Republicans are holding out hope that Jack Ciattarelli can pull off a stunning upset over Gov. Phil Murphy on Tuesday and turn back his bid for a second term despite the Democrat’s lead in the polls and voter registrations.
Murphy is running to become the first incumbent Democratic governor reelected in the state since 1977.
And he has some distinct advantages: registered Democratic voters outnumber Republicans by a million and he has been up by as many as 11 percentage points in recent polls.
But Republicans hope their voters have the momentum to turn out and vote Murphy out.
Republicans are “feeling their oats the way they maybe didn’t last year, when [former President Donald] Trump let all the air out of the room,” Micah Rasmussen, director of the Rebovich Institute for New Jersey Politics at Rider University, told NJ.com.
Murphy is betting that the overwhelming numbers of Democratic voters will propel him to victory.
“It’s quite simple: Our team shows up, we win,” Murphy said last month during a campaign rally with first lady Jill Biden. “Our team doesn’t show up, this thing’s a coin toss.”
The contest is somewhat overshadowed by the race in Virginia between Democrat Terry McAuliffe and Republican Glenn Youngkin that many see as a bellwether for the 2022 midterms and 2024 presidential election.
Ciattarelli, a former member of the state Assembly, has painted Murphy, who was born in Massachusetts, as a “tax and spend liberal” and an outsider.
Speaking on the eve of the election in Raritan, his hometown, Ciattarelli talked about his New Jersey roots.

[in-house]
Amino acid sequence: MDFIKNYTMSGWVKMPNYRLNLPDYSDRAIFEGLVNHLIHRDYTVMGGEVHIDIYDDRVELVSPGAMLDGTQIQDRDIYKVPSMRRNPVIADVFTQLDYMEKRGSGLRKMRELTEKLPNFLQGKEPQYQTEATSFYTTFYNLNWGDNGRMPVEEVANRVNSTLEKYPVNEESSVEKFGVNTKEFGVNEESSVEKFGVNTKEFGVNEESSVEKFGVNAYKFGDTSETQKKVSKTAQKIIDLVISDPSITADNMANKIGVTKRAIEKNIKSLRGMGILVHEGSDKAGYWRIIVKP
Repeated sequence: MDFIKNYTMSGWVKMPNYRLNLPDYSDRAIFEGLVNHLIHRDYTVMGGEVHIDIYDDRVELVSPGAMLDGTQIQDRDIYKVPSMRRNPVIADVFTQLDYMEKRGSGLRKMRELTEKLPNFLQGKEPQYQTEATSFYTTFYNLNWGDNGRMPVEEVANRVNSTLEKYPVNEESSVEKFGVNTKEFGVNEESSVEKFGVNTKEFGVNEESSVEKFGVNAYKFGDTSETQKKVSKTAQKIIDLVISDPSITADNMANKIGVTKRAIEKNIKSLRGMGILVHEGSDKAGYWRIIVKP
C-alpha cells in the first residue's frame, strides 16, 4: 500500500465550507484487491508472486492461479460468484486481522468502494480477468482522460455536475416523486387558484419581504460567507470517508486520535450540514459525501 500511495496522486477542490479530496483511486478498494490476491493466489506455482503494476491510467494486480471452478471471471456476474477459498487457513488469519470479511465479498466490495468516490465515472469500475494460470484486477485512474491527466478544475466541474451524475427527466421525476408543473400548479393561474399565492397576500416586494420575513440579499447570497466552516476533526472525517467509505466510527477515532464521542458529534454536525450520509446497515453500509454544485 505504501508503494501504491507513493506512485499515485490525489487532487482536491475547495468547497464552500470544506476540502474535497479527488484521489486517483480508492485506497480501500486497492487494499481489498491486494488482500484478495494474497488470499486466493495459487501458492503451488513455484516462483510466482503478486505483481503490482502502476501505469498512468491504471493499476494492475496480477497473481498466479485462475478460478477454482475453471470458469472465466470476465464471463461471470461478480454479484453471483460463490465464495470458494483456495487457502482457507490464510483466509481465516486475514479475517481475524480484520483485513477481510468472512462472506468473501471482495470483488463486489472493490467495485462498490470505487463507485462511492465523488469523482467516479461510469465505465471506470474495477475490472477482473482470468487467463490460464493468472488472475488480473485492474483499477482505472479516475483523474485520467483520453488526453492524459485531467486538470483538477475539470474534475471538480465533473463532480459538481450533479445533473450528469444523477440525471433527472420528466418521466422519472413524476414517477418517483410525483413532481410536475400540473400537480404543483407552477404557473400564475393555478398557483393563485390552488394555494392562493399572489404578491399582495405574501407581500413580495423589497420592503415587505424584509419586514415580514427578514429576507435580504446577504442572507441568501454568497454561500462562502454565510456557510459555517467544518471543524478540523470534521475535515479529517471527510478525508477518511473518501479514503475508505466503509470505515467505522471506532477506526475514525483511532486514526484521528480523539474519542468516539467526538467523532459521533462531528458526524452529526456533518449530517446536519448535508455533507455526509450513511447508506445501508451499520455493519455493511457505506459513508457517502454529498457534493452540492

“This is the town my grandparents immigrated to 100 years ago,” Ciattarelli told his supporters.
He said his parents worked hard at a restaurant they owned to support their family and passed along important life lessons.
“Whenever my parents saw successful people, they would point to that person and say to my sister, my two bros and me, ‘There’s somebody you want to be like, there’s somebody you want to aspire to be,’” he said. “They were never resentful. They never ever said, ‘That person’s privileged, that person’s lucky or that person needs to pay their fair share.’”
He went on to knock Murphy, who earned a fortune as an executive at Goldman Sachs and served as the US ambassador to Germany in the Obama administration.
“Here’s this guy’s problem. He wasn’t raised here, never went to school here, never worked, here, never owned a business here. He’s not Raritan. He’s not Somerset County. He’s not New Jersey. And in 24 hours, he’s not our governor,” Ciattarelli said.
All 120 seats in the state Legislature are also up for grabs. The state Senate and Assembly are currently controlled by the Democrats.
With Post wires